Congress Extends DHS Funding for One Week

Late in the evening on February 27, Congress agreed to a one-week extension of funding for the Department of Homeland Security (DHS) to prevent a partial shutdown of the agency. The National Volunteer Fire Council (NVFC) has asked Congress to provide full-year FY 2015 funding for the Federal Emergency Management Agency (FEMA), which administers important fire service grant programs and the U.S. Fire Administration, and to pass at least a temporary extension of DHS funding to prevent a shutdown from occurring.
Several weeks ago, the House of Representatives passed legislation, H.R. 240, which would have provided full-year funding for DHS and FEMA. That bill was blocked from being considered in the Senate, however, until last week when controversial language defunding President Obama’s Executive Order on immigration was removed from the bill, after which the Senate voted to pass it. Rather than agreeing to the Senate changes, the House tried unsuccessfully to pass a three-week DHS appropriations extension. When that failed, the Senate took up and passed legislation extending DHS appropriations by one week, which the House also passed and the President signed into law.
The one-week extension bill was an amended version of H.R. 33, the Protecting Volunteer Firefighters and Emergency Responders Act, which passed the House in early January and would clarify in statute that volunteer emergency responders are not employees under the Patient Protection and Affordable Care Act (Obamacare). Volunteers are currently not treated as employees under the law based on a regulatory ruling issued by the Department of Treasury last year. H.R. 33 was an attempt to codify the regulatory ruling.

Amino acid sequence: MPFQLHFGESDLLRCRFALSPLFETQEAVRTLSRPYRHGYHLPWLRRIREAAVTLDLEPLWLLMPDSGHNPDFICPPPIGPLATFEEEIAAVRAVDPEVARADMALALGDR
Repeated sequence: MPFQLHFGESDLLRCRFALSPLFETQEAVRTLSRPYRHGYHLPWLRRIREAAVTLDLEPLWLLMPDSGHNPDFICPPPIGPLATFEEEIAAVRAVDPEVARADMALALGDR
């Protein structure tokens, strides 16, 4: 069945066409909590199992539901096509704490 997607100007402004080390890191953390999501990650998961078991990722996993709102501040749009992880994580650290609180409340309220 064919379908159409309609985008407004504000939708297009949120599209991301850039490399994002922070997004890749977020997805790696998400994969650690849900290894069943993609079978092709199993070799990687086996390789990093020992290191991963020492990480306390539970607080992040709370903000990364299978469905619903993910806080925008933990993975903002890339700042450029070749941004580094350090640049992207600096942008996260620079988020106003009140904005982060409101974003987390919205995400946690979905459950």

Unfortunately, before passing H.R. 33, the Senate stripped out the language pertaining to volunteers and inserted the DHS appropriations extension through an amendment. Representative Lou Barletta (R-PA) plans to reintroduce the Protecting Volunteer Firefighters and Emergency Responders Act, which has now passed the House of Representatives twice in the past year by unanimous votes.